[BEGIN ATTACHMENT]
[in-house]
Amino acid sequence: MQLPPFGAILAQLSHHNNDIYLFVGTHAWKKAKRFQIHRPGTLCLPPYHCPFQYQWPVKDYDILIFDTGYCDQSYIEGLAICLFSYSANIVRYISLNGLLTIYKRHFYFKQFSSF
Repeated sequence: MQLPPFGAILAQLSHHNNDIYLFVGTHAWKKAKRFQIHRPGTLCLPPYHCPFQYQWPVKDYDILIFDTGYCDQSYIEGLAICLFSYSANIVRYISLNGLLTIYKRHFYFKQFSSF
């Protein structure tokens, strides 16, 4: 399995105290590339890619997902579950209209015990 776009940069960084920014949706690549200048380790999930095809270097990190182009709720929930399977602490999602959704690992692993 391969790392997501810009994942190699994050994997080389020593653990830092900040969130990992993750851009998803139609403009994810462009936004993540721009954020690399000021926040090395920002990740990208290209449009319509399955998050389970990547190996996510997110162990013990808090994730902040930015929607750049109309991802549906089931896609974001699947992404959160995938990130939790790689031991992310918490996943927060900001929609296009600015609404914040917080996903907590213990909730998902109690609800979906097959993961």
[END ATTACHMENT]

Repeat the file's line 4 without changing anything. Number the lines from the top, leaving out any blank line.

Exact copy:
């Protein structure tokens, strides 16, 4: 399995105290590339890619997902579950209209015990 776009940069960084920014949706690549200048380790999930095809270097990190182009709720929930399977602490999602959704690992692993 391969790392997501810009994942190699994050994997080389020593653990830092900040969130990992993750851009998803139609403009994810462009936004993540721009954020690399000021926040090395920002990740990208290209449009319509399955998050389970990547190996996510997110162990013990808090994730902040930015929607750049109309991802549906089931896609974001699947992404959160995938990130939790790689031991992310918490996943927060900001929609296009600015609404914040917080996903907590213990909730998902109690609800979906097959993961």